Azerbaijan demands ‘demilitarization’ of Nagorno-Karabakh
The “demilitarization” of Nagorno-Karabakh remains an “absolute necessity,” the Azerbaijani Defense Ministry said on Wednesday, as Baku carried out ‘Operation Revenge’ in the disputed region amid the latest spiral of tension between Azerbaijan and Armenia.
Baku has “repeatedly stated” that the continued presence of the Armenian troops and “illegal Armenian armed groups” in the “territories of Azerbaijan” remains a “source of danger,” the statement said, adding that Azerbaijan considers the “complete withdrawal” of Armenian forces and disarmament of the local militias an absolute necessity.
Nagorno-Karabakh is internationally recognized as a part of Azerbaijan. Yet, the region has a mostly Armenian population and has been de-facto governed by the authorities of the self-proclaimed Nagorno-Karabakh Republic – also known as the Republic of Artsakh – since the 1990s, when the region first sought to break away from Azerbaijan. The Armenian population of Nagorno-Karabakh and the local militias have since enjoyed support from Yerevan.
The statement came as Azerbaijan conducted a military operation in the region, one which it claims was launched in response to a “gross” ceasefire violation by local militias that allegedly sought to establish new combat positions in the area. The alleged attack was repelled by the Azerbaijani forces that, in turn, seized some commanding heights in the region for themselves, the statement added.
Tensions in Nagorno-Karabakh have been running high since the beginning of the week as both Baku and Yerevan accused each other of military provocations, including attacks and “intense” shelling. Armenian media outlets earlier reported that Baku had been planning an offensive on the so-called Lachin Corridor – a mountainous pathway connecting Armenia to the region.
Armenian Security Council Secretary Armen Grigoryan also told the local media on Wednesday that Baku demanded Yerevan stop using the Lachin Corridor altogether and choose a different route that could link it to Nagorno-Karabakh. Grigoryan blasted the demands as violating a 2020 ceasefire accord the two sides agreed to following Russian mediation.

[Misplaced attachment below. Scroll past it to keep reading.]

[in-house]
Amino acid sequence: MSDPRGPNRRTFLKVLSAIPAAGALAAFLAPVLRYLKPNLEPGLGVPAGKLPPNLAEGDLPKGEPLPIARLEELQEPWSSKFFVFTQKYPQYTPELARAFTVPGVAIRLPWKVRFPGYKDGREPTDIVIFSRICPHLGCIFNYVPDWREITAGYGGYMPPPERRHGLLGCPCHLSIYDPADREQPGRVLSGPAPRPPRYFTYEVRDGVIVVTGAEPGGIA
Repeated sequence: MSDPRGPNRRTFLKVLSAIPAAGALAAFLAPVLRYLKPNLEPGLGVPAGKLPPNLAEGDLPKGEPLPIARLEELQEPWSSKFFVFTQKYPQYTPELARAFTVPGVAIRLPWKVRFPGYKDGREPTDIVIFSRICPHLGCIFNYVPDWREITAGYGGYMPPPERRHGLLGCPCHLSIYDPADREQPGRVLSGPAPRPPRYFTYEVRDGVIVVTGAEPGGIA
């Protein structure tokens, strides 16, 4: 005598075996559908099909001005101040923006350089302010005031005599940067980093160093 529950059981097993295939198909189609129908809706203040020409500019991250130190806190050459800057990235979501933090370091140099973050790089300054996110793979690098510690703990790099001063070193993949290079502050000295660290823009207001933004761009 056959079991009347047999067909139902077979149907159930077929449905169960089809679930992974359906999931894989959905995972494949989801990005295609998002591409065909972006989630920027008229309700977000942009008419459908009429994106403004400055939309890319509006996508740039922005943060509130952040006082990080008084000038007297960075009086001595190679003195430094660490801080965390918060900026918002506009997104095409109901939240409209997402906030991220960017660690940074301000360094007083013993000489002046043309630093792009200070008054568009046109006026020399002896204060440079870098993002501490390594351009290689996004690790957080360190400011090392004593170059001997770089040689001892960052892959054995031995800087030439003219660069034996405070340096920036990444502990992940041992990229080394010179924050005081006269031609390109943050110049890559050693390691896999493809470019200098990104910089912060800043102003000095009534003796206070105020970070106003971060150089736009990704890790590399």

In 2020, the world witnessed the latest major flare-up of the simmering conflict between the two neighbors as Yerevan and Baku fought a 44-day-long war, during which Azerbaijan managed to capture parts of Nagorno-Karabakh. The conflict eventually ended with a ceasefire that saw Russian peacekeepers deployed to the disputed region, including the Lachin Corridor, but the situation has remained tense ever since.
Both sides have repeatedly accused each other of provoking hostilities. Since Monday, both Baku and Yerevan have confirmed military casualties in the wake of clashes in the region. The Russian peacekeeping center also said it recorded ceasefire violations, adding that the Russian troops took measures to resolve the issues peacefully in cooperation with both the Armenian and the Azerbaijani sides.
On Tuesday, Russian President Vladimir Putin also discussed the situation with Armenian Prime Minister Nikol Pashinyan. The two leaders specifically discussed the implementation of the 2020 ceasefire deal, the Kremlin said in a statement. Russian Foreign Minister Sergey Lavrov also discussed the tensions around Nagorno-Karabakh with Azerbaijani top diplomat Jeyhun Bayramov during his visit to Baku in June.
The region remains a hot issue for both Armenia and Azerbaijan. June saw massive protests against Pashinyan in Yerevan and his government’s stance on Nagorno-Karabakh – one of the major points of contention at the time. Prior to the protests, opposition parties wanted parliament to adopt a declaration saying the region would never be part of Azerbaijan. However, pro-Pashinyan lawmakers refused to attend the parliamentary session.
On Wednesday, the EU urged both sides to stop the hostilities and return to the talks. “It is essential to de-escalate, fully respect the ceasefire and return to the negotiating table to seek negotiated solutions,” it said in a statement.